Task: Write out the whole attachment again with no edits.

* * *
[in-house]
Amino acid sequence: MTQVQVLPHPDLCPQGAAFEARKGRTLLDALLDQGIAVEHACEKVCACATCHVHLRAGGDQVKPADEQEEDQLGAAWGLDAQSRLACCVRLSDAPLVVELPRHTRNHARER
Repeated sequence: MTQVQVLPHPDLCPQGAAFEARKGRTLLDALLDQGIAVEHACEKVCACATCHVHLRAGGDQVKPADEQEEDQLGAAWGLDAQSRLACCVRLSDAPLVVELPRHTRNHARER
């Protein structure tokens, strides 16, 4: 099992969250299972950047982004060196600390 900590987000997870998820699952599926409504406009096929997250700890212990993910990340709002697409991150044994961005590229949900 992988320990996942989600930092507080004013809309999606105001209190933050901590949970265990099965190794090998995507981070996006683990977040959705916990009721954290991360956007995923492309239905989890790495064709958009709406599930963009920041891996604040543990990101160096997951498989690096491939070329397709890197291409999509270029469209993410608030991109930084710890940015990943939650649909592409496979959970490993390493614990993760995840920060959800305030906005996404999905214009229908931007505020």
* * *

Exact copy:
[in-house]
Amino acid sequence: MTQVQVLPHPDLCPQGAAFEARKGRTLLDALLDQGIAVEHACEKVCACATCHVHLRAGGDQVKPADEQEEDQLGAAWGLDAQSRLACCVRLSDAPLVVELPRHTRNHARER
Repeated sequence: MTQVQVLPHPDLCPQGAAFEARKGRTLLDALLDQGIAVEHACEKVCACATCHVHLRAGGDQVKPADEQEEDQLGAAWGLDAQSRLACCVRLSDAPLVVELPRHTRNHARER
């Protein structure tokens, strides 16, 4: 099992969250299972950047982004060196600390 900590987000997870998820699952599926409504406009096929997250700890212990993910990340709002697409991150044994961005590229949900 992988320990996942989600930092507080004013809309999606105001209190933050901590949970265990099965190794090998995507981070996006683990977040959705916990009721954290991360956007995923492309239905989890790495064709958009709406599930963009920041891996604040543990990101160096997951498989690096491939070329397709890197291409999509270029469209993410608030991109930084710890940015990943939650649909592409496979959970490993390493614990993760995840920060959800305030906005996404999905214009229908931007505020």